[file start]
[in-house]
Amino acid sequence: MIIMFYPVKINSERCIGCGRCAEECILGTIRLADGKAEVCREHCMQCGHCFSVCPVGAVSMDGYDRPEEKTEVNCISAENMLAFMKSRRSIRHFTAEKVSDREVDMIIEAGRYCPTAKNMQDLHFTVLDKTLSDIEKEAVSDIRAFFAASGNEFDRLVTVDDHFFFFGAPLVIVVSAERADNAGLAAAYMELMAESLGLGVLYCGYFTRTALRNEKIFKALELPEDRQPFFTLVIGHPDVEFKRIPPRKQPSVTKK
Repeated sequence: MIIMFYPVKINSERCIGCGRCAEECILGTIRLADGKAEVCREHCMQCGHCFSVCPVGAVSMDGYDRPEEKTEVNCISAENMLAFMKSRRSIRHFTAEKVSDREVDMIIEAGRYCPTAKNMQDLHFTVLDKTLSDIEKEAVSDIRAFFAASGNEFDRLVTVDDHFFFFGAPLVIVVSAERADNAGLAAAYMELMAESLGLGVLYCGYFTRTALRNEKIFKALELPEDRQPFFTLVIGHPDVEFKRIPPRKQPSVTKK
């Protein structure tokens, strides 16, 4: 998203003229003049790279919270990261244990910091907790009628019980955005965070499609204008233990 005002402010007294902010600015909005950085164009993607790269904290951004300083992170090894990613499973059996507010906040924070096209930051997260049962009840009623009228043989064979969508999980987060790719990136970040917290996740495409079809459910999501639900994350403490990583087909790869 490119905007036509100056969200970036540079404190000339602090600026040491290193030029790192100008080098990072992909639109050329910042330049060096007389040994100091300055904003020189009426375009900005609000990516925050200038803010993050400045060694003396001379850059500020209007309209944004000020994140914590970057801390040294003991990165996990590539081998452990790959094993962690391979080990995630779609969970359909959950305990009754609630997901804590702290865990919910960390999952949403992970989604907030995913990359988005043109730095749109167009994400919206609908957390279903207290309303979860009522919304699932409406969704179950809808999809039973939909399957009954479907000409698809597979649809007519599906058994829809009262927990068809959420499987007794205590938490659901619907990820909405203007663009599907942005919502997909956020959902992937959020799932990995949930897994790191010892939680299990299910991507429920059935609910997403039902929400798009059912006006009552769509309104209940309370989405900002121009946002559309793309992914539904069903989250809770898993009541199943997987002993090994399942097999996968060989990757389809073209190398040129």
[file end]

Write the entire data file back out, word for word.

[in-house]
Amino acid sequence: MIIMFYPVKINSERCIGCGRCAEECILGTIRLADGKAEVCREHCMQCGHCFSVCPVGAVSMDGYDRPEEKTEVNCISAENMLAFMKSRRSIRHFTAEKVSDREVDMIIEAGRYCPTAKNMQDLHFTVLDKTLSDIEKEAVSDIRAFFAASGNEFDRLVTVDDHFFFFGAPLVIVVSAERADNAGLAAAYMELMAESLGLGVLYCGYFTRTALRNEKIFKALELPEDRQPFFTLVIGHPDVEFKRIPPRKQPSVTKK
Repeated sequence: MIIMFYPVKINSERCIGCGRCAEECILGTIRLADGKAEVCREHCMQCGHCFSVCPVGAVSMDGYDRPEEKTEVNCISAENMLAFMKSRRSIRHFTAEKVSDREVDMIIEAGRYCPTAKNMQDLHFTVLDKTLSDIEKEAVSDIRAFFAASGNEFDRLVTVDDHFFFFGAPLVIVVSAERADNAGLAAAYMELMAESLGLGVLYCGYFTRTALRNEKIFKALELPEDRQPFFTLVIGHPDVEFKRIPPRKQPSVTKK
């Protein structure tokens, strides 16, 4: 998203003229003049790279919270990261244990910091907790009628019980955005965070499609204008233990 005002402010007294902010600015909005950085164009993607790269904290951004300083992170090894990613499973059996507010906040924070096209930051997260049962009840009623009228043989064979969508999980987060790719990136970040917290996740495409079809459910999501639900994350403490990583087909790869 490119905007036509100056969200970036540079404190000339602090600026040491290193030029790192100008080098990072992909639109050329910042330049060096007389040994100091300055904003020189009426375009900005609000990516925050200038803010993050400045060694003396001379850059500020209007309209944004000020994140914590970057801390040294003991990165996990590539081998452990790959094993962690391979080990995630779609969970359909959950305990009754609630997901804590702290865990919910960390999952949403992970989604907030995913990359988005043109730095749109167009994400919206609908957390279903207290309303979860009522919304699932409406969704179950809808999809039973939909399957009954479907000409698809597979649809007519599906058994829809009262927990068809959420499987007794205590938490659901619907990820909405203007663009599907942005919502997909956020959902992937959020799932990995949930897994790191010892939680299990299910991507429920059935609910997403039902929400798009059912006006009552769509309104209940309370989405900002121009946002559309793309992914539904069903989250809770898993009541199943997987002993090994399942097999996968060989990757389809073209190398040129």